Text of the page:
Steeped in the dark realities of cyberpunk anime dystopias and 90's raver aesthetics comes the illustrative stylings of tattoo artist DSMT. Although many people mistake manga for lighthearted escapades through distant futures, DSMT's artwork taps into the deep undertones of psychological warfare within films like the original Ghost in the Shell, Alita: Battle Angel, and Perfect Blue. In this interview he talks about the pros and cons of our current virtual reality, guerrilla tattooing and his hopes for the future.
First off, can you tell us a bit about yourself like your background, what you love to do, and what you’re all about?
My name is Denis, born and living in Kiev, I’m tattooing since 2013, before tattooing i was working in lawyer company with feeling that I’m have no future and will be sitting in office till i die. My passion to draw can be connected with my graffiti addiction between 2003-2007. I love to travel, chill with my family and playing video games.
Can you talk about what drew you to the tattoo industry? What was your experience like becoming a tattooer?
I was working in office and it was a really boring job. My good friend was a tattooer and opened a shop close to my office. During lunch time I was hanging with people in the studio, and fell in love with all what was happening around. Then I tried to tattoo myself a few times, and after that I just started to tattoo other people. There was no classic apprenticeship, tattooers just showed me how to set up machines and all the other stuff and after gave me some advise from time to time. First year was really hard. Tattooing (from the technical part) was hard to learn for me. I was stressed during sessions and felt really anxious after any tattoo I did, because the quality was low. During the first 1 or 2 years I was just tattooing classic traditional stuff, but after sometime I discovered instagram, and understood that I can do any type of tattoos and I can create my own style of tattooing, my vision. After realizing this I changed studios to another with 7 really open minded collective of tatters that have no borders and are really open to experimental stuff.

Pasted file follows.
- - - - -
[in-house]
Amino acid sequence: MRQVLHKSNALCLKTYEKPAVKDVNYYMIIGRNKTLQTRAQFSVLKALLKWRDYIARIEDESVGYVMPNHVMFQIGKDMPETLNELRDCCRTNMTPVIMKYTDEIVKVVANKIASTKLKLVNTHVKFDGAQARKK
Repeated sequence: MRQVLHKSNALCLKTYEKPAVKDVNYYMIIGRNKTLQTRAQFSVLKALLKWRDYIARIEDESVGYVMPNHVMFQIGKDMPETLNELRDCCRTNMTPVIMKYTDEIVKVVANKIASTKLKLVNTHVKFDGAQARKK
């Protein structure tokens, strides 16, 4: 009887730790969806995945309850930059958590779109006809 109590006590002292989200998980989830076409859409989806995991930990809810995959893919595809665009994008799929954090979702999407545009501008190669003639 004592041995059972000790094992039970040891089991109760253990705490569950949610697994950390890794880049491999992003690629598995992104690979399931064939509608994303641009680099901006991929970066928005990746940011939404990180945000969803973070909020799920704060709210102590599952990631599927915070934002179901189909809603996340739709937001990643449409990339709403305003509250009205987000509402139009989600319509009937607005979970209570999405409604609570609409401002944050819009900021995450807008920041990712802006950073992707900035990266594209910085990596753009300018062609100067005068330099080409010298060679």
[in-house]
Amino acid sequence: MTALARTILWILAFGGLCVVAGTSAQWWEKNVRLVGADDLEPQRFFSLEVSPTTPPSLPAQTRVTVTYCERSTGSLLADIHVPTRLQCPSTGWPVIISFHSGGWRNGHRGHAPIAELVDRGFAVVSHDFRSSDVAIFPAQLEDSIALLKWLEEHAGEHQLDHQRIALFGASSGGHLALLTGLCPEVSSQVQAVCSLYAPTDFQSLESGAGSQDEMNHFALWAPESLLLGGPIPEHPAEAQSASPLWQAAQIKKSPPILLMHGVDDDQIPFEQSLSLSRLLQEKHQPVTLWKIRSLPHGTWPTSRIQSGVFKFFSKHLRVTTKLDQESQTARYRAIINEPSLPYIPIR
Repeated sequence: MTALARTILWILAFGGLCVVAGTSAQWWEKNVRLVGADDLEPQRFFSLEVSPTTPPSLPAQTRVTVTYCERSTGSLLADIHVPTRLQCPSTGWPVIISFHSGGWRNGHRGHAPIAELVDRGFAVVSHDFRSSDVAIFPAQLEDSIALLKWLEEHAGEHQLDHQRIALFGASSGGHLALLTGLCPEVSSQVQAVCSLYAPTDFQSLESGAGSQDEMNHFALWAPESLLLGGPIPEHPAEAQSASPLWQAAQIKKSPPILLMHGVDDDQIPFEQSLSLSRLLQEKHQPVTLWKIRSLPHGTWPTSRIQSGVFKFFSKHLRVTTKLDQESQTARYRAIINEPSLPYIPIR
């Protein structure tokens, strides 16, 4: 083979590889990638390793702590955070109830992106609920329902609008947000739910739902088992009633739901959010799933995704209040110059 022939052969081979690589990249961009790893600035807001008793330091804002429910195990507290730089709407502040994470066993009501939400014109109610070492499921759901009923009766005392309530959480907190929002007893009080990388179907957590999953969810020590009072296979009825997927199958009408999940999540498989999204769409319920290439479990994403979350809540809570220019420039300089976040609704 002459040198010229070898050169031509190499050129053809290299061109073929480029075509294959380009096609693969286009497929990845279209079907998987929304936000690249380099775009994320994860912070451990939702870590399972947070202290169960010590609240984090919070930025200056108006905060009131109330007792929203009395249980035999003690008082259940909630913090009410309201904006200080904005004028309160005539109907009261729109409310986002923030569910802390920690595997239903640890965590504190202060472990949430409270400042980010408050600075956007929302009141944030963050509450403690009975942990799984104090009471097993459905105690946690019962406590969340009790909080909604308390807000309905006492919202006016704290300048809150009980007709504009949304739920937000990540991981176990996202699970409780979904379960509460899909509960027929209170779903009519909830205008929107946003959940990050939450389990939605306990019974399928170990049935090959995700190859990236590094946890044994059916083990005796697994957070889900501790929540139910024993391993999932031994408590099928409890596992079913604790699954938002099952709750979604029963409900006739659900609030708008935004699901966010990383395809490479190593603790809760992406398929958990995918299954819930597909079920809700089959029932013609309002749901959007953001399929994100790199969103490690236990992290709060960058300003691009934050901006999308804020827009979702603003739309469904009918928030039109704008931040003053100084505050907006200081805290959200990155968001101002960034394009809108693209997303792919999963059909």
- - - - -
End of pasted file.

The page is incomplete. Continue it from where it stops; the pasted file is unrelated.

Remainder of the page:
Your aesthetic is very specific, but you seem to constantly be evolving with every piece that you do. How has your style developed over the years? Who are your artistic heroes?
I find my stuff randomly. I was just doing different stuff again and again, using different visual solutions till I find joy of what I see as tattoo. I realize that my vision of tattooing come from my love of some cyberpunk movies/posters/music in childhood. My parents were «ravers» when they were young and when I was a kid I was listening to a lot of electronic music with them that also has had a big impact on me and my style. I don’t have any heroes that inspire me for what I’m doing. I always get inspired with some different people, not from tattooing world, who have a «workaholic» vibe but at the same time don’t waste a lot of time doing their job. I’m doing my designs very fast, like one evening and boom, flash sheet is ready. It's always a spontaneous meditative experience, but I’m thinking a lot about it beforehand, thinking about the visual components. My stuff is a response to the present, to what I see and feel in the moment.